Canadian Forest Service Publications
Do natural enemies explain fluctuations in low-density spruce budworm populations? 2018. Bouchard, M.; Martel, V.; Régnière, J.; Therrien, P.; Correia, D. Ecology 99(9): 2047-2057.
Available from: Laurentian Forestry Centre
Catalog ID: 39209
CFS Availability: PDF (request by e-mail)
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Understanding the causal pathways through which forest insect outbreaks are triggered is important for resource managers. However, detailed population dynamics studies are hard to conduct in low-density, pre-outbreak populations because the insects are difficult to sample in sufficient numbers. Using laboratory-raised larvae installed in the field across a 1000 km east-west gradient in Québec (Canada) over an 11-year period, we examined if parasitism and predation were likely to explain fluctuations in low-density spruce budworm (Choristoneura fumiferana; SBW) populations. Parasitism rates by the two main larval parasitoid species, Elachertus cacoeciae and Tranosema rostrale, peaked during different years. This suggests that temporal fluctuations in overall parasitism were partly buffered by compensatory dynamics among parasitoid species. Still, spatial covariance analyses indicate that the residual interannual variation in parasitism rates was substantial and correlated over large distances (up to 700 km). On the other hand, interannual variation in predation rates was not spatially correlated. Piecewise structural equation models indicate that temporal variation in parasitism and predation does not influence temporal variation in wild SBW abundance. Spatially, however, SBWs installed in warmer locations tend to show higher parasitism rates, and these higher rates correlate with lower wild SBW population levels. Overall, the results indicate that large-scale drops in parasitism occur and could potentially contribute to SBW population increases. However, during the period covered by this study, other factors, such as direct effects of weather on SBW larval development or indirect effects through host tree physiology or phenology, are more likely to have explained large-scale variation in wild SBW populations.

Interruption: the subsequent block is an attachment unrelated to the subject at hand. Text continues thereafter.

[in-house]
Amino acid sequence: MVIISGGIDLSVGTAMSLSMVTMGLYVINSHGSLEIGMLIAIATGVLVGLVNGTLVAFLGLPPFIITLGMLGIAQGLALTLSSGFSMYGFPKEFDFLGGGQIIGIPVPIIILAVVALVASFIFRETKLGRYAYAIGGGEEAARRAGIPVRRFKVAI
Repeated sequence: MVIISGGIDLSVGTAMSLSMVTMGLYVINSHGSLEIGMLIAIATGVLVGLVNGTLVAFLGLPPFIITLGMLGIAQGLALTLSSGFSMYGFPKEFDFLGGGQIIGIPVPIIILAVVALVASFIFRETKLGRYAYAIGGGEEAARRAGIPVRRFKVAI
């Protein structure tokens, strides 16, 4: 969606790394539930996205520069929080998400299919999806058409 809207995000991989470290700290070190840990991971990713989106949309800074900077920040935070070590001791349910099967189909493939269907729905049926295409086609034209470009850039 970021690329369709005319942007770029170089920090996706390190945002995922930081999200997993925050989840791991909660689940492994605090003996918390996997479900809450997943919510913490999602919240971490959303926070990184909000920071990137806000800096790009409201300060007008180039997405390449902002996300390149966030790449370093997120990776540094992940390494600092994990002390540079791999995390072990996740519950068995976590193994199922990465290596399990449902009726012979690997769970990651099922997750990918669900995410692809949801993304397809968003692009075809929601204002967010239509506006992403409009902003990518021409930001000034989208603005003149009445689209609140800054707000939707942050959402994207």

Plain Language Summary
In this paper, the researchers studied predation and parasitism among spruce budworm (SBW) larvae under pre-epidemic conditions. SBW larvae were reared in the laboratory and placed in various locations throughout the province of Quebec over a period of 11 years. Key findings include that the only rates that were similar over long distances (over 600 km) were those related to parasitism and that the fluctuations in time of predation and parasitism did not affect spruce budworm populations.
Large-scale decreases in parasitism may occur and could potentially explain epidemic outbreaks since parasitism keeps population in check. However, the study results show that other factors, such as the influence of temperature on SBW larvae development, also come into play.
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